Forum for Science, Industry and Business

Sponsored by:     3M 
Search our Site:

 

Rare Corals Breed Their Way Out of Trouble

22.10.2008
Rare corals may be smarter than we thought. Faced with a dire shortage of mates of their own kind, new research suggests they may be able to cross-breed with certain other coral species to breed themselves out of a one-way trip to extinction.

This finding, released by scientists at the ARC Centre of Excellence for Coral Reef Studies, has raised hopes for the ability of the world’s corals to withstand the rigors of changing climates and human impacts, says lead author Zoe Richards.

“Coral reefs worldwide face a variety of marine and land-based threats and hundreds of corals are now on the red list of threatened species. It is often assumed that rare coral species face higher risks of extinction than common species because they have very small effective population sizes, which implies that they may have limited genetic diversity and high levels of inbreeding and therefore be unable to adapt to changing conditions,” Zoe says.

“When we studied some particularly rare species of Acropora (staghorn corals), which you might expect to be highly vulnerable to extinction, we found some of them were actually hybrids – in other words they had cross-bred with other Acropora species. This breaks all the traditional rules about what a species is.” By hybridising with other species, these rare corals draw on genetic variation in other species, increasing their own potential to adapt to changing conditions.

“At this stage how it came about and who the breeding partners are isn’t entirely clear, but what is evident is that rare corals previously thought vulnerable to extinction may have more ability to adapt than initally expected” she explains.

Acropora are the main reef-builders throughout the Indian and Pacific Oceans, and so of critical importance to the ability of reefs to cope with changing conditions. However, till now, very few clear cut examples of hybridisiation were known, and some people did not even accept that corals can cross-breed, Zoe says.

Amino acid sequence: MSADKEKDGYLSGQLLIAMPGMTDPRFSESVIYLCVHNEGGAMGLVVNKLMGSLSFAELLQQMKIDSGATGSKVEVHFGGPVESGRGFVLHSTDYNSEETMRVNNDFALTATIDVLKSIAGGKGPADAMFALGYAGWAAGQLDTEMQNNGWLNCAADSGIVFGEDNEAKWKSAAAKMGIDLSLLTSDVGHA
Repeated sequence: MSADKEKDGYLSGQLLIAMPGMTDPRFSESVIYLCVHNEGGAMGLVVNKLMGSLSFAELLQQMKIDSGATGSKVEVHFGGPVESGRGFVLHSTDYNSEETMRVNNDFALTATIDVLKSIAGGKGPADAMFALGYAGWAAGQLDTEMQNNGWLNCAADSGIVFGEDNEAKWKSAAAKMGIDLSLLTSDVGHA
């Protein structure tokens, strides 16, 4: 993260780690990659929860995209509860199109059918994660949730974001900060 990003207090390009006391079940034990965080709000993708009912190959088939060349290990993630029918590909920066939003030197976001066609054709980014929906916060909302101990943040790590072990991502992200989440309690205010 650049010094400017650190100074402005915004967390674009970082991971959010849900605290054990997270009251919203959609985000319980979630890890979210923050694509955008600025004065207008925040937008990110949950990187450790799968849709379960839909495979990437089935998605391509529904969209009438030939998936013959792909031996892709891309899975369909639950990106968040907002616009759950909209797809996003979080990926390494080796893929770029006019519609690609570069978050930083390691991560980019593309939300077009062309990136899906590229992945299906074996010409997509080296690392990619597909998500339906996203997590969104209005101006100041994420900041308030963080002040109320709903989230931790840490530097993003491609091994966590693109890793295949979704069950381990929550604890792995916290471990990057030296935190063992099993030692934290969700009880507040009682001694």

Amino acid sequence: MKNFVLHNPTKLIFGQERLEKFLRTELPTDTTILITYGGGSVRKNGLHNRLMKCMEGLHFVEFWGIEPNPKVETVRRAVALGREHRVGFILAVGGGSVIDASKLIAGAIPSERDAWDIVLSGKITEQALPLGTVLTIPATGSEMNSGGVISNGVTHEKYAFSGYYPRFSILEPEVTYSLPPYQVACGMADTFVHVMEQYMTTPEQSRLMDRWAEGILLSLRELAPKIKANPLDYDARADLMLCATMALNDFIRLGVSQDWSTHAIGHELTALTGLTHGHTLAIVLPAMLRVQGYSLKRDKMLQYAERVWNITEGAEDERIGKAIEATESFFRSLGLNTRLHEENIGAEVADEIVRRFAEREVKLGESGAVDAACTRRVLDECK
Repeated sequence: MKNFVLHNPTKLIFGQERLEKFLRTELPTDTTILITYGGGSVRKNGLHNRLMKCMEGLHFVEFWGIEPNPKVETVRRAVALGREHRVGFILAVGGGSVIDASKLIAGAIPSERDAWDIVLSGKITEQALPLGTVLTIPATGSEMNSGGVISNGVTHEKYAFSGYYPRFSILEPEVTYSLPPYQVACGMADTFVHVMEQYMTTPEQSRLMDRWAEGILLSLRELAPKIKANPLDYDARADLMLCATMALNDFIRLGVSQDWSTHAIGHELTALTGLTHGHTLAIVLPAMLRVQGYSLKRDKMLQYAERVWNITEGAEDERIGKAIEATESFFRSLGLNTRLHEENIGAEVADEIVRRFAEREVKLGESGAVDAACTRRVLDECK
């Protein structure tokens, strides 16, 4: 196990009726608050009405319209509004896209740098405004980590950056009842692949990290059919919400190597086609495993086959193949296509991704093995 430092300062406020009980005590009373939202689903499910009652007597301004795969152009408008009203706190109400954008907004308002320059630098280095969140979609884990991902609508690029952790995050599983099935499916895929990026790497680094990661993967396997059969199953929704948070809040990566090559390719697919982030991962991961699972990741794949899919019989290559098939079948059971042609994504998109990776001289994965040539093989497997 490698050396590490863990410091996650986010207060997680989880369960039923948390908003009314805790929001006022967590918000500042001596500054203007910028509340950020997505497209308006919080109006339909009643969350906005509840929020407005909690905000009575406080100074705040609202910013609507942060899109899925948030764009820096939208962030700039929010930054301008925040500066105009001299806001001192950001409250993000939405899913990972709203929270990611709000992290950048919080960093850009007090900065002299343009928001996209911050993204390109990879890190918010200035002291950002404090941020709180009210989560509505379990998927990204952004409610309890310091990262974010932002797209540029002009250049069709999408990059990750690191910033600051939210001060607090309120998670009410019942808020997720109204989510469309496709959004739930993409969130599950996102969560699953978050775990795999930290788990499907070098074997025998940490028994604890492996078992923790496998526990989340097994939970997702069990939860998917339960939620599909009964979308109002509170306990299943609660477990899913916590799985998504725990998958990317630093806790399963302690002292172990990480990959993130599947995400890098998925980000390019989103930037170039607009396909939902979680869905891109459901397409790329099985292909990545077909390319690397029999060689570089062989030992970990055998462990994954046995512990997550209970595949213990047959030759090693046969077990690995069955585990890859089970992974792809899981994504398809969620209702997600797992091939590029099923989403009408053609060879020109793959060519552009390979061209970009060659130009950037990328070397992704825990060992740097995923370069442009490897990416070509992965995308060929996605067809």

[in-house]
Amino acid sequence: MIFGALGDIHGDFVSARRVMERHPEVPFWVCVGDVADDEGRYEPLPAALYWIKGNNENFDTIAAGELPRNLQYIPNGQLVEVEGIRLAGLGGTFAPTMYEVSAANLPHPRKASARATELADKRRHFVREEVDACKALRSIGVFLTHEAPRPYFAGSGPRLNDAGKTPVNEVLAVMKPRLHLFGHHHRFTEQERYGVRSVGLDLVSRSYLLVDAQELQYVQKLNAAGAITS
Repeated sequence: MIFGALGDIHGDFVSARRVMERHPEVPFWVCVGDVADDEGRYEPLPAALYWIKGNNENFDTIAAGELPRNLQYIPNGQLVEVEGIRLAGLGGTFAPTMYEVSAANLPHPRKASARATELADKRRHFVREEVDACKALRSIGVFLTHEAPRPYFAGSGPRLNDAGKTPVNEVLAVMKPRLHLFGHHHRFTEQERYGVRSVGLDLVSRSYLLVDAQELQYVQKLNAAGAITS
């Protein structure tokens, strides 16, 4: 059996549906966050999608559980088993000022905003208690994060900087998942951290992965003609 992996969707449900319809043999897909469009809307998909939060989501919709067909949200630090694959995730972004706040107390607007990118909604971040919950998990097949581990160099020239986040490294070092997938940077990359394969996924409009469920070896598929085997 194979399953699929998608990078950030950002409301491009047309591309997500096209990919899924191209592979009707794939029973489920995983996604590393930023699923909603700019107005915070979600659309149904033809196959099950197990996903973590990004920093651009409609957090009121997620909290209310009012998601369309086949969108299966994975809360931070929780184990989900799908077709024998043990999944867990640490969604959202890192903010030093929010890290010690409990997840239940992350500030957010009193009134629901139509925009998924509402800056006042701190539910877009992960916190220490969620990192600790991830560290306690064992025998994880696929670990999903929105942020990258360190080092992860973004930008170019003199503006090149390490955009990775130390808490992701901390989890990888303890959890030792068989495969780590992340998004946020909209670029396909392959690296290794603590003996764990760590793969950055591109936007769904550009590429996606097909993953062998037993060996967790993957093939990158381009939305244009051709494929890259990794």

The common Acropora corals occur mainly on reef crests, flats and slopes, whereas several of the rare species occupy more marginal habitats, such as the deeper or extremely shallow water zones where the common species do not grow.

“When we looked at the genetic history of rare corals, we found that they exhibited unexpected patterns of genetic diversity. This suggests that, rather than being the dying remnants of once-common species, they may actually be coral pioneers pushing into new environments and developing new traits by virtue of the interbreeding that has enabled them to survive there.

“This is good news, to the extent that it suggests that corals may have evolved genetic strategies for survival in unusual niches – and may prove tougher to exterminate than many people feared. With such tricks up their sleeve, it is even possible that the rare corals of today could become the common corals of the future.”

Corresponding author Professor David Miller of CoECRS and James Cook University says the discovery is a refreshing piece of good news amid the frequently gloomy reportage about corals nowadays. “One would expect that rare corals would be especially at risk, but we’ve found that some appear to have developed mechanisms for coping with rarity,” he says.

“Hybridising with another species actually makes a lot of genetic sense if you are rare and the next colony of your species may be hundreds of kilometres away. It suggests these creatures are far more resilient that we thought, based on what we know from the behavior of land animals.”

The paper Some Rare Indo-Pacific Coral Species Are Probable Hybrids was published by a team of researchers from CoECRS, James Cook University, the Museum of Tropical Queensland and the Australian Institute of Marine Science in the September issue of the journal PloS One.